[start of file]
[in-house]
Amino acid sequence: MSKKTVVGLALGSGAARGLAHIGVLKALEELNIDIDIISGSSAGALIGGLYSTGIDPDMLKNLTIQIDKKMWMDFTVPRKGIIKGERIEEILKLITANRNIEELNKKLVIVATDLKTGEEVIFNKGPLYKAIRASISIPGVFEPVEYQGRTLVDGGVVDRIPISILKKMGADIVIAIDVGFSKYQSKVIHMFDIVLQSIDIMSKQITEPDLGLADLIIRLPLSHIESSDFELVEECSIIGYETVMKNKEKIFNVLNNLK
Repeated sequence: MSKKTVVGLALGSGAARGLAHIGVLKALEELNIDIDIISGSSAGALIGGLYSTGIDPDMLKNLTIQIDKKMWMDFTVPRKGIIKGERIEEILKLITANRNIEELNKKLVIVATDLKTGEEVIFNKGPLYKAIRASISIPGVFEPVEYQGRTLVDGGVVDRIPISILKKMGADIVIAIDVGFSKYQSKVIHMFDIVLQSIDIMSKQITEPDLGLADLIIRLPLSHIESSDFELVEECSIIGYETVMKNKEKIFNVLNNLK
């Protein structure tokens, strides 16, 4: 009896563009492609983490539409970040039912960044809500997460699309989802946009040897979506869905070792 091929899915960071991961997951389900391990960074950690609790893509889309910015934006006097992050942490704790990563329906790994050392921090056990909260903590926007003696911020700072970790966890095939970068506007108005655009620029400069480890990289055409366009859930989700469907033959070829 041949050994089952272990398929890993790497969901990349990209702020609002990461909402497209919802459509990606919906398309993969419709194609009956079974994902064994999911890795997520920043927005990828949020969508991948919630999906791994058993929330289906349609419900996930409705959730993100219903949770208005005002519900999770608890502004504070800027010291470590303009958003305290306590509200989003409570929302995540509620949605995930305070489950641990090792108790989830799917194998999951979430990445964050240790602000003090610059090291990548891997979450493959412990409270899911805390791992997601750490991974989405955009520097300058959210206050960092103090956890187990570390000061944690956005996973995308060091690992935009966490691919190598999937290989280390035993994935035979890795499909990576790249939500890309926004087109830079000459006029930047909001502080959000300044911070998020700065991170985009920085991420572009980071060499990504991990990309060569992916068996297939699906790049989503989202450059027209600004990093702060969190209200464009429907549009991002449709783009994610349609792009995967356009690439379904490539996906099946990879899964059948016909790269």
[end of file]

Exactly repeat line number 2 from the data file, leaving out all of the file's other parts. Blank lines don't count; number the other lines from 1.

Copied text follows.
Amino acid sequence: MSKKTVVGLALGSGAARGLAHIGVLKALEELNIDIDIISGSSAGALIGGLYSTGIDPDMLKNLTIQIDKKMWMDFTVPRKGIIKGERIEEILKLITANRNIEELNKKLVIVATDLKTGEEVIFNKGPLYKAIRASISIPGVFEPVEYQGRTLVDGGVVDRIPISILKKMGADIVIAIDVGFSKYQSKVIHMFDIVLQSIDIMSKQITEPDLGLADLIIRLPLSHIESSDFELVEECSIIGYETVMKNKEKIFNVLNNLK